Sunday, February 27, 2011

link: covering up is a feminist issue

Annie @ PhDinParenting has produced a video version of her blog post, "covering up is a feminist issue." In some ways, it reminds me of the Vagina Monologues bit entitled "My short skirt"--applied to breastfeeding. And in some sense, that's right: it seems that part of the motivation for the video includes recent comments about women avoiding rape by not dressing like sluts. But it's the more direct public square commentary, often from other women, about how "inappropriate" it is to "NIP" (that's nurse-in-public, for the uninitiated) or to do so without hiding yourself and baby under some kind of massive tent-like cover, that's the real issue. What the video does is connect these, as well as throw in a visual cue that there are other cultural and religious standards at play as well (early in the video, you see a burka), and draw the conclusion that the more general problem is that standards of dress are imposed externally on women, in all sorts of contexts and for all sorts of reasons. Breastfeeding in public is just one of those.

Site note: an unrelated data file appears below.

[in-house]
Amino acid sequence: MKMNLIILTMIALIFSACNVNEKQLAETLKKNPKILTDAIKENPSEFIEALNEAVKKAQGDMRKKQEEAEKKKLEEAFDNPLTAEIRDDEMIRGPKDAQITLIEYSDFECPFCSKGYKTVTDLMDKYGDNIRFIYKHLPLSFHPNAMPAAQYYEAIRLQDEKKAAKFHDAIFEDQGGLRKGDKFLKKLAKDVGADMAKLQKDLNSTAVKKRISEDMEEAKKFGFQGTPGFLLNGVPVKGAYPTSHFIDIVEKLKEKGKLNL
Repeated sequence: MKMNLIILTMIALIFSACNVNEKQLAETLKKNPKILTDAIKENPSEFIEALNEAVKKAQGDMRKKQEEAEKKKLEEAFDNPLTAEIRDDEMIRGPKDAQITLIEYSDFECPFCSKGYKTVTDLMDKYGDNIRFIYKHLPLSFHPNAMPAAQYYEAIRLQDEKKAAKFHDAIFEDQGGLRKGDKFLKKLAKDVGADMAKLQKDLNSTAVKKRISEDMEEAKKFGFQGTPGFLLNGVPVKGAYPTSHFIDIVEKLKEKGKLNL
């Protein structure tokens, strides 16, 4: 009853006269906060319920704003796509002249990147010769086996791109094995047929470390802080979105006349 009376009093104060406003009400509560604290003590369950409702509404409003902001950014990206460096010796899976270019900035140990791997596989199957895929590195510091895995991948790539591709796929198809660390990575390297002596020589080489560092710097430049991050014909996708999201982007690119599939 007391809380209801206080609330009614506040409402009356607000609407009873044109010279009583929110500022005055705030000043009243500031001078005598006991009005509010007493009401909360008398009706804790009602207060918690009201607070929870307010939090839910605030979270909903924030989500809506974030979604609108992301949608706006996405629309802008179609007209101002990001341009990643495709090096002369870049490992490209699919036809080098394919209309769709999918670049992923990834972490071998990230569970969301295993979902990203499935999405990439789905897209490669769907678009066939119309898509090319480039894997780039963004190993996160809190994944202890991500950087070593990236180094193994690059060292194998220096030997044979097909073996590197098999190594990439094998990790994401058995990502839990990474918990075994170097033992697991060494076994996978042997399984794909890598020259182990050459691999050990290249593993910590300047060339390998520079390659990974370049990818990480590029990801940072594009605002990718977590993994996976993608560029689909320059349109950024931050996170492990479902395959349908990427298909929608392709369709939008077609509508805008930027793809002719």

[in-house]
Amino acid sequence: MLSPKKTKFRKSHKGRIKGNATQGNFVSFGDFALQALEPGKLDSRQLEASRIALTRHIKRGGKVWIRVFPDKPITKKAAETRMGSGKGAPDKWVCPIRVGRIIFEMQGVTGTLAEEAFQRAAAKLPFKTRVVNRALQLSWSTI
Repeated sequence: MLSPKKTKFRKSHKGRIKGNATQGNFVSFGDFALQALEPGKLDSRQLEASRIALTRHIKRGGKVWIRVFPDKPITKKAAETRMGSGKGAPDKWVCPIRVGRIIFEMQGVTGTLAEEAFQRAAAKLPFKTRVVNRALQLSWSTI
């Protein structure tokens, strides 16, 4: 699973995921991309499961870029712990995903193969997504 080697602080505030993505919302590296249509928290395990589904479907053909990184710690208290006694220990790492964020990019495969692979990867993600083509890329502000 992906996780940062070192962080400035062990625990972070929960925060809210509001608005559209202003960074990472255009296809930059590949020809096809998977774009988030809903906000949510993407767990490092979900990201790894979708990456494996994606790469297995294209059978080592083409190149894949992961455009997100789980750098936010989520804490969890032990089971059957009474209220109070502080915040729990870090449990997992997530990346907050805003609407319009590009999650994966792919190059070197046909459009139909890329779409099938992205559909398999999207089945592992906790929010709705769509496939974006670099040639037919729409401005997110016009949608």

One of the more subtle points in the video happens right up front, in the pairing of conflicting cultural messages to Western women--"cover up"/"strip down." While the video doesn't spell this out, this highlights the way in which women's breasts, in our culture, have become public objects in sexual contexts--but stick a baby on there, and suddenly it's gross. So we're left with a situation where cleavage is fine, but God forbid you let a curve show if you're a mom with a hungry babe.